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New CMS Guidance on No Surprises Act
Episode # 67 FLATLINING Podcast Recap
The Centers for Medicare and Medicaid Services (CMS) recently released their guidance following the Texas Medical Association (TMA) lawsuit that directed them to scrap earlier instructions. In this episode Ron and Matthew break down what this means to providers.
The No Surprises Act (NSA), a law designed to help patients not get sticker shock when treated by an out of network physician at an in-network hospital, has had a rocky implementation, and created a challenging environment for hospital based physician groups.
The TMA took to court CMS on their handling of the implementation of this Trump era law with several lawsuits, the one in focus on this episode of FLATLINING zeroed in on the updated guidance on the Quality Payment Amounts (QPA) from CMS. Ron explained that the initial CMS guidance was found by the judge in the case to be contrary to what the NSA stated, this new guidance is in response to the judge’s ruling. Ron and Matthew’s analysis is that CMS’s response was “underwhelming.”
Ron pointed out that how to calculate the QPA is still left to the payers to determine, and he took special issue that CMS stated it would use “Enforcement Discretion” when following up on complaints through the Independent Dispute Resolution (IDR) process. Which Ron explained was possibly a hint to the payers not to worry too much about any CMS interventions. Additionally, CMS stated they would not take action for at least the next six to twelve months.
You may recall that the IDR process was backlogged at CMS, and they responded by changing some of the IDR rules earlier this year, for example upping the administrative fees per complaint, basically making process more costly for providers. These factors were addressed in the most recent ruling.
Ron said the seemingly reluctant approach CMS has had toward the NSA could be for a couple of reasons. First, the NSA was a Trump era law, and passed with bipartisan support, but Health and Human Services Secretary Xavier Beccera is not a fan and Ron senses that he would like to dictate to providers what they should get paid. The second possible influencer in this mix could be the payers. Ron said that it is likely that payer lobbyists are working hard to keep the QPA calculations murky as to provide them with the best position in negotiations or the IDR process.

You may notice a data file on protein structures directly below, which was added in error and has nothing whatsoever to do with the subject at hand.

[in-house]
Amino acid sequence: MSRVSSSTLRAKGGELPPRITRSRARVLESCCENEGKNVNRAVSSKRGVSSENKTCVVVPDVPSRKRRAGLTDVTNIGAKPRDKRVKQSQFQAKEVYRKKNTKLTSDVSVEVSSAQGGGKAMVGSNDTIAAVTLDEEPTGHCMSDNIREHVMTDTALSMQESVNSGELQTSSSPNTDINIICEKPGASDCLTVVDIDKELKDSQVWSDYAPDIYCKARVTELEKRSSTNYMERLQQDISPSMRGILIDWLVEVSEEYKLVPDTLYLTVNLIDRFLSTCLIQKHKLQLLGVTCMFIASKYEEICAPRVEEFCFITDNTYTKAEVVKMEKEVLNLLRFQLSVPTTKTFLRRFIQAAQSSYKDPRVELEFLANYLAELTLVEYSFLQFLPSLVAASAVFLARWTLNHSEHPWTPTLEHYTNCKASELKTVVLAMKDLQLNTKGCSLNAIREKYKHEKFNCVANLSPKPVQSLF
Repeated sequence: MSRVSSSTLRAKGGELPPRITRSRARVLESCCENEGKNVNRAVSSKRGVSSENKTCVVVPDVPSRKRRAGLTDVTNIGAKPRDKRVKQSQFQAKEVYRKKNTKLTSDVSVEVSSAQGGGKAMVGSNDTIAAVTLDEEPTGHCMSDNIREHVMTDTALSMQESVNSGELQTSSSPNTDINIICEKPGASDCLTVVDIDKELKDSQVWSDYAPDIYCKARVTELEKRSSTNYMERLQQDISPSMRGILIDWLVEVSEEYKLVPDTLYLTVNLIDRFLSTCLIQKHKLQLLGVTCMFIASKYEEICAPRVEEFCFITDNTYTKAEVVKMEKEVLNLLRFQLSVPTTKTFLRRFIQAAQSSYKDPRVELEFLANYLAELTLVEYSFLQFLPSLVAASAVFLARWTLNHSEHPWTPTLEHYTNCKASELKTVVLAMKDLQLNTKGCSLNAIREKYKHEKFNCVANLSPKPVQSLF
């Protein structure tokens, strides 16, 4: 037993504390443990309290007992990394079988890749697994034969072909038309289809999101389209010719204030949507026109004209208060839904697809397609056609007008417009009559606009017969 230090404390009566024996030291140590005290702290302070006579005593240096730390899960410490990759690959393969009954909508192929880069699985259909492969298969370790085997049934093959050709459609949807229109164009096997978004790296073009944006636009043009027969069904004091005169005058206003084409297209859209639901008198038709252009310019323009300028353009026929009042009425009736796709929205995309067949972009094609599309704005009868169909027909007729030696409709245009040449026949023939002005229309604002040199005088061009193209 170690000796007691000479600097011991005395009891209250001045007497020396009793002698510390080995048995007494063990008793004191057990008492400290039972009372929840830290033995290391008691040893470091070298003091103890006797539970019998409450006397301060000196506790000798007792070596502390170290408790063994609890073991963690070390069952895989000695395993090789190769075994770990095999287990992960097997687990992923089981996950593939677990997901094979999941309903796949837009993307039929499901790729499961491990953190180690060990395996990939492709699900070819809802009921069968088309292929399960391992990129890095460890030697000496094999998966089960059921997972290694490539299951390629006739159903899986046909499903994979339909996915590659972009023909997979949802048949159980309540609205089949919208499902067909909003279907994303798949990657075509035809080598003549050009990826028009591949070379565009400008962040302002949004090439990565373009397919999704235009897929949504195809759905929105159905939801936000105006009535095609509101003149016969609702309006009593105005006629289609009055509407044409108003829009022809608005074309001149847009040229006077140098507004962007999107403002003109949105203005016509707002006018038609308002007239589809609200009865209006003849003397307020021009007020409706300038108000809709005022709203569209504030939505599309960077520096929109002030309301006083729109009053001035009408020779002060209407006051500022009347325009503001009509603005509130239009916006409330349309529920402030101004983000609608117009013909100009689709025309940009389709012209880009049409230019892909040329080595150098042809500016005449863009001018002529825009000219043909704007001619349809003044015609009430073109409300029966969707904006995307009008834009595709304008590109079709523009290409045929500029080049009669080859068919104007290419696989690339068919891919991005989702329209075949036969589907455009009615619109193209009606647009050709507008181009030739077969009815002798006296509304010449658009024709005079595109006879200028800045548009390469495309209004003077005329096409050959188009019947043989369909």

What does all this mean in the near term? Ron explained that for the next six months it will be much like the last six months. He said when payers thought that the outcome might be more definitive from CMS, payers were a bit more likely to be flexible in their negotiations. With this recent guidance, Ron thinks that payers may not feel compelled to negotiate effectively. He also shared that several clients have been threatened with termination by payers to force them into lower paying contracts and not even meeting providers requests to meet current inflationary cost increases to delivering healthcare.
Although the NSA focuses on hospital and emergency room type practices, Ron said all physicians need to stay up to date on this issue. The key reason he explained is that in this case you have a government agency wanting to dictate the amount of profit an industry can make, and what is to stop that agency from broadening its directive to include other types of practices?
Ron’s take on the NSA is that all in all it is a good law, it provides protections to patients and providers, and ensures that some providers don’t overcharge for services. He said there really isn’t much of anything to fix with the law, it just needs to be enforced as written.
For the latest information from CMS on this topic be sure to check out the following links: Plans and issuers requirements and resources and Payment disputes between providers and health plans
Listen to the full epidsode of the podcast here.
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